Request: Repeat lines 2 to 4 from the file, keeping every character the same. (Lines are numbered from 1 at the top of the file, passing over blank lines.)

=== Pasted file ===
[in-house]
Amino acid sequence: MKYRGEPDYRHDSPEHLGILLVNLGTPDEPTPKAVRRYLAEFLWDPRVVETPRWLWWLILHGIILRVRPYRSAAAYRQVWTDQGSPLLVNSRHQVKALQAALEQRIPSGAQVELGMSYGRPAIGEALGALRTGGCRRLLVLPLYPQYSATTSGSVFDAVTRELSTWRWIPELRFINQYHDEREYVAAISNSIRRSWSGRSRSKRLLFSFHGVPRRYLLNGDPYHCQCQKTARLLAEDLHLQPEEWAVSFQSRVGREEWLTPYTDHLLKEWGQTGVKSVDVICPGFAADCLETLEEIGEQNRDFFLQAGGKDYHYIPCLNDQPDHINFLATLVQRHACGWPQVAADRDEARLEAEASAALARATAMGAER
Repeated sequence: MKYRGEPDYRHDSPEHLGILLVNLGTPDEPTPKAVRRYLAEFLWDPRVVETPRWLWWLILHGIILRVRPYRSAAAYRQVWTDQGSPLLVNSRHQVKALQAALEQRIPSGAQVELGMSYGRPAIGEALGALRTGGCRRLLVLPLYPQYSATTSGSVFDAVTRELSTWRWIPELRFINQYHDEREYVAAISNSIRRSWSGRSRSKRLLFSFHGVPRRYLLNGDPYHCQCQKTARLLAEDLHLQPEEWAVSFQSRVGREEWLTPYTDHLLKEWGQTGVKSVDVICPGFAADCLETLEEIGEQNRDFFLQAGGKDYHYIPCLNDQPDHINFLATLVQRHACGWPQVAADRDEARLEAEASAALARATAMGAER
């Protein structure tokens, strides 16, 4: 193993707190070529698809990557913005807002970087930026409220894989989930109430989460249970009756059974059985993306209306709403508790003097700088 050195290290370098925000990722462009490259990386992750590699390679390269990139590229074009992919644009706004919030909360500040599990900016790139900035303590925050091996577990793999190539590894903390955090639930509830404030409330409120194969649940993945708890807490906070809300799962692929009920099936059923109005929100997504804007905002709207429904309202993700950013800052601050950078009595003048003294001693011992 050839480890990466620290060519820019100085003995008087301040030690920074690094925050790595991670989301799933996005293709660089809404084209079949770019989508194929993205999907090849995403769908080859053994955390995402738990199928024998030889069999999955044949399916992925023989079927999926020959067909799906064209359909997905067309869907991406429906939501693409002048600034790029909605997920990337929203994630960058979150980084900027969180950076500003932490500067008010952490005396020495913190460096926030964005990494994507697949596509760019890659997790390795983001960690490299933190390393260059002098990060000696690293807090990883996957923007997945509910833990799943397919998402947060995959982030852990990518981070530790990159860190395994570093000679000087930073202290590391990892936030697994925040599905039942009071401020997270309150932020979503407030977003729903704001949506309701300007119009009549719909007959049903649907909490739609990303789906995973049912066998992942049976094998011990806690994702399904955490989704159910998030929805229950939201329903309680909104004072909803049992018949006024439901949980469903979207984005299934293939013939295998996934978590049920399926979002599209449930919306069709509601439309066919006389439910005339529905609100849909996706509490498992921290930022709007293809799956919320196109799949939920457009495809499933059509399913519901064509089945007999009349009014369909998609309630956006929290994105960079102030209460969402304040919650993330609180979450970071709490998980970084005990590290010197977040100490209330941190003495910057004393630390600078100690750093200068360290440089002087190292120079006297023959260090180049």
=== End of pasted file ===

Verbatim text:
Amino acid sequence: MKYRGEPDYRHDSPEHLGILLVNLGTPDEPTPKAVRRYLAEFLWDPRVVETPRWLWWLILHGIILRVRPYRSAAAYRQVWTDQGSPLLVNSRHQVKALQAALEQRIPSGAQVELGMSYGRPAIGEALGALRTGGCRRLLVLPLYPQYSATTSGSVFDAVTRELSTWRWIPELRFINQYHDEREYVAAISNSIRRSWSGRSRSKRLLFSFHGVPRRYLLNGDPYHCQCQKTARLLAEDLHLQPEEWAVSFQSRVGREEWLTPYTDHLLKEWGQTGVKSVDVICPGFAADCLETLEEIGEQNRDFFLQAGGKDYHYIPCLNDQPDHINFLATLVQRHACGWPQVAADRDEARLEAEASAALARATAMGAER
Repeated sequence: MKYRGEPDYRHDSPEHLGILLVNLGTPDEPTPKAVRRYLAEFLWDPRVVETPRWLWWLILHGIILRVRPYRSAAAYRQVWTDQGSPLLVNSRHQVKALQAALEQRIPSGAQVELGMSYGRPAIGEALGALRTGGCRRLLVLPLYPQYSATTSGSVFDAVTRELSTWRWIPELRFINQYHDEREYVAAISNSIRRSWSGRSRSKRLLFSFHGVPRRYLLNGDPYHCQCQKTARLLAEDLHLQPEEWAVSFQSRVGREEWLTPYTDHLLKEWGQTGVKSVDVICPGFAADCLETLEEIGEQNRDFFLQAGGKDYHYIPCLNDQPDHINFLATLVQRHACGWPQVAADRDEARLEAEASAALARATAMGAER
């Protein structure tokens, strides 16, 4: 193993707190070529698809990557913005807002970087930026409220894989989930109430989460249970009756059974059985993306209306709403508790003097700088 050195290290370098925000990722462009490259990386992750590699390679390269990139590229074009992919644009706004919030909360500040599990900016790139900035303590925050091996577990793999190539590894903390955090639930509830404030409330409120194969649940993945708890807490906070809300799962692929009920099936059923109005929100997504804007905002709207429904309202993700950013800052601050950078009595003048003294001693011992 050839480890990466620290060519820019100085003995008087301040030690920074690094925050790595991670989301799933996005293709660089809404084209079949770019989508194929993205999907090849995403769908080859053994955390995402738990199928024998030889069999999955044949399916992925023989079927999926020959067909799906064209359909997905067309869907991406429906939501693409002048600034790029909605997920990337929203994630960058979150980084900027969180950076500003932490500067008010952490005396020495913190460096926030964005990494994507697949596509760019890659997790390795983001960690490299933190390393260059002098990060000696690293807090990883996957923007997945509910833990799943397919998402947060995959982030852990990518981070530790990159860190395994570093000679000087930073202290590391990892936030697994925040599905039942009071401020997270309150932020979503407030977003729903704001949506309701300007119009009549719909007959049903649907909490739609990303789906995973049912066998992942049976094998011990806690994702399904955490989704159910998030929805229950939201329903309680909104004072909803049992018949006024439901949980469903979207984005299934293939013939295998996934978590049920399926979002599209449930919306069709509601439309066919006389439910005339529905609100849909996706509490498992921290930022709007293809799956919320196109799949939920457009495809499933059509399913519901064509089945007999009349009014369909998609309630956006929290994105960079102030209460969402304040919650993330609180979450970071709490998980970084005990590290010197977040100490209330941190003495910057004393630390600078100690750093200068360290440089002087190292120079006297023959260090180049």